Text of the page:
I’ve always been a fan of chocolate chip cookies, particularly when they’re fresh out of the oven. I’m also crazy about Italian Rainbow Cookies and Pizzelles. I love the wonderful flavors of the holiday season and cookies are a great way to get in the spirit of things. Another benefit of Christmas Cookies is explained in this song by George Strait, performed by Scotty McCreery. Enjoy!

Christmas Shopping Alternatives

Christmas Shopping Alternatives

by the Elf Queen

Alternatives to shopping, what a crazy idea. But, Christmas shopping is so overrated. People running hither and thither to find just the right gift. Time spent worrying and fretting about whether they’ve spent enough money, or too much money, or did they buy evenly for the kids, or did they get a grandiose enough gift for the new in-laws.

An idea to this stress might be found in baking cookies and cakes for a home-made gift. Making candles or soap or knitting a cap are examples of time intensive gifts, but what is more valuable to the receiver than your time and thoughtfulness.

Perhaps instead of making candles or soap, your family could exchange names and buy a Secret Santa gift for one another. Our extended family did this a few years ago and it was fun to figure out who had your name, if you could. It is sometimes called a “pollyanna”. It is fun for the kids to yell “I knew it was you all the time!” after their Secret Santa comes forward.

A book of coupons for time spent together is another good alternative to the shopping trip. Coupons for yard work or a birdwatching walk or even breakfast in bed are great to have and can be redeemed through out the year. They coupons themselves could be a work of art.

Another idea for through-the-year gift is a homemade calendar. Calendar forms can be bought cheaply at local craft stores or you could even print blank months off the computer. Kids will love to get special calendars made by mom or dad just for them. Calendars made for parents or grandparents by children become special keepsakes in years to come.

More time to spend together can be experienced at a local dance class, or art class, or even a cooking class. What excitement to look forward to after a hard day at work, time spent learning something with a loved one.

You could mix a CD or MP3 of your family’s favorite music, listening to it in the car will be a great way to spend a drive. We made several CDs for a trip to North Carolina and the kids enjoyed listening to music without commercials!

When our daughter was younger we made her wooden blocks from downed trees in the back yard. A bit of sawing and sanding and voilà, terrific, fun blocks. No, they were not all the same size, but that was okay-much more imaginative play that way. We also made sewing cards for her that we still have. Another idea for younger children might be a photo book of familiar people and places-babies and toddlers love to look at books filled with loved ones.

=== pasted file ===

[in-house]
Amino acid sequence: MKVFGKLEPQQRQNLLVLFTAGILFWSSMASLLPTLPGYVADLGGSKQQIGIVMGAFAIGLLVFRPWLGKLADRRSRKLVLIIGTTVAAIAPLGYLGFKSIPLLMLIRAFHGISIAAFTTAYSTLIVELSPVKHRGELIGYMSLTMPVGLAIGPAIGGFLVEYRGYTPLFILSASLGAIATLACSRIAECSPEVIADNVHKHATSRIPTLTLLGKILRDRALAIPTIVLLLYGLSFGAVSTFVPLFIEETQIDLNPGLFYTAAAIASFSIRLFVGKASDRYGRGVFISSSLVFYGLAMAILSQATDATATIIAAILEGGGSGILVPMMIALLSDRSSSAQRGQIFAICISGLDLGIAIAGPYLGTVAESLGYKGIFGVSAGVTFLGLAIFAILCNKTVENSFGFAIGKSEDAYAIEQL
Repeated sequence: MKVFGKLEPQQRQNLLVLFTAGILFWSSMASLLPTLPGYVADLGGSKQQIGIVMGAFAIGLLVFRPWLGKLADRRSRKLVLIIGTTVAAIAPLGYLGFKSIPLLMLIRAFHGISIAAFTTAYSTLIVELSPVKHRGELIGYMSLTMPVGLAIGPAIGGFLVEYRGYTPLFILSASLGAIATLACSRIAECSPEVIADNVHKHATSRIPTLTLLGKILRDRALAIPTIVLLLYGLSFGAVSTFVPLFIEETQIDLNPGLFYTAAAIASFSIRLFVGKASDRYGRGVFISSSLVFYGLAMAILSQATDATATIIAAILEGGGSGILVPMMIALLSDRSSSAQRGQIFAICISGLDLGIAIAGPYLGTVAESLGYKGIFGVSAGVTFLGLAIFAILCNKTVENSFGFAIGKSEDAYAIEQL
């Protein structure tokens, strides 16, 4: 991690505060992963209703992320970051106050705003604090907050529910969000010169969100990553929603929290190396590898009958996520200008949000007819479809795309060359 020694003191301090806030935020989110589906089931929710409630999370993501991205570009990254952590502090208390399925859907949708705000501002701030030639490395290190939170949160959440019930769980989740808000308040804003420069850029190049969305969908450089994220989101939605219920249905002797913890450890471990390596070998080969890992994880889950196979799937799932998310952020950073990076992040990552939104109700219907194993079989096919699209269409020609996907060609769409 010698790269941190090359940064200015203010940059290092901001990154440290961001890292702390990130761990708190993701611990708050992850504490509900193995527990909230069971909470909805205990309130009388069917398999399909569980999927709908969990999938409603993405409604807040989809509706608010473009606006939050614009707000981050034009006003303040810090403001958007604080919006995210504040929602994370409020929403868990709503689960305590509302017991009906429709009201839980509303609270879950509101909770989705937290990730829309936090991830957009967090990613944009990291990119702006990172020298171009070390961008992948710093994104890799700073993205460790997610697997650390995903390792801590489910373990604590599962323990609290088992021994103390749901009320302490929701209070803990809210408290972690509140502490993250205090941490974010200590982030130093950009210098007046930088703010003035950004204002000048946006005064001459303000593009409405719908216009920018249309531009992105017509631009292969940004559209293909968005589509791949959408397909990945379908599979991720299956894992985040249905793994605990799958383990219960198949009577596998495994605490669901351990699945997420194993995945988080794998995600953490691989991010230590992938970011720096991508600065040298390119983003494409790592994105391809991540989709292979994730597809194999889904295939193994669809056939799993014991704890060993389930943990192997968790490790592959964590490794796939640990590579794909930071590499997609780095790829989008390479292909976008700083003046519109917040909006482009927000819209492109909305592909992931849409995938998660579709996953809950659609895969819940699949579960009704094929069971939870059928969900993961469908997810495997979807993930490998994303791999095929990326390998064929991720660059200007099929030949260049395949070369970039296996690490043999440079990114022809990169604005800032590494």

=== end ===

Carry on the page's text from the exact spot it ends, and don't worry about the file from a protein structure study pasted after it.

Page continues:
There are endless possibilities for home-made and low cost alternatives to the Christmas shopping trip. The above are just a few ideas. I’m sure if you take a few moments, you’ll think of some fantastic ones of your own.

Email them to us, we’d love to read about them and incorporate them into our family’s treasure box of alternatives.

Christmas Cookies

Christmas Cookies

by the Elf Queen

Christmas cookies are fat free! Christmas cookies look slimming on you! Christmas cookies good for curing the common cold!

Oh, if only these statements were true! But, alas, they are not. Christmas cookies are tasty and delicious, but unfortunately, your love handles only get larger as you eat them.

There are so many different types of Christmas cookies. The Christmas cookie started in ancient times and continues today, in all types of countries. According to our research, gingerbread and sugar cookies were ‘invented’ first followed by tons more. Did you know animal crackers were once used as decorations? Americans have made Fig Newtons since 1892, but the lovely, tasty most wonderful Christmas cookie-the Chocolate Chip cookie has only been officially made since 1937!! (did you read our bias in that sentence)

Once people started making cookies, the cookie exchange began. This is a great idea for a party and can be an inexpensive alternative Christmas gift. People can bring ingredients to make the cookies at the party, or just bring several dozen of one type of cookie to exchange with one another. Either way, fun will be had.

Making Christmas cookies is a tradition shared in many families. I remember making cookies with my grandmother. The extra table would be assembled and the cookies laid upon it for display. Then, the joy of tasting samples or eating imperfect cookies before Christmas would commence. Of course, once the baking and tasting were done,the cookies were packed away and saved for that most special of times-Christmas Dinner Dessert.

Sometimes Christmas cookie making can be considered torturous. For example, making molasses cookies for the first time for me was torturous. How about when your cookies turn too brown for even a dog, that would be torturous. (but truly, that’s never happened, right?) Or how about when your husband sees flames in the oven from your daughter trying to bake cookies and he decides to use the fire extinguisher on them? Ack, what a mess! Actually, those weren’t Christmas cookies, but the idea is the same.

A fun recipe to make with children is gingerbread people. They can help by mixing the ingredients or just with the decorations, either way it is a memory builder. Remember to take lots of photographs! Gingerbread villages are fun to do, not just a house, but an entire village. The creativity and love will be endless. Gingerbread house making also makes for a good party. It would be fun to have one’s Sunday School make a gingerbread version of your church (maybe rice crispy treats would be easier for this).

There are many, many recipes for Christmas cookies. Ask your relatives for their favorites or check out or for some ideas.

Here’s a snappy little tune to go with your ginger snaps!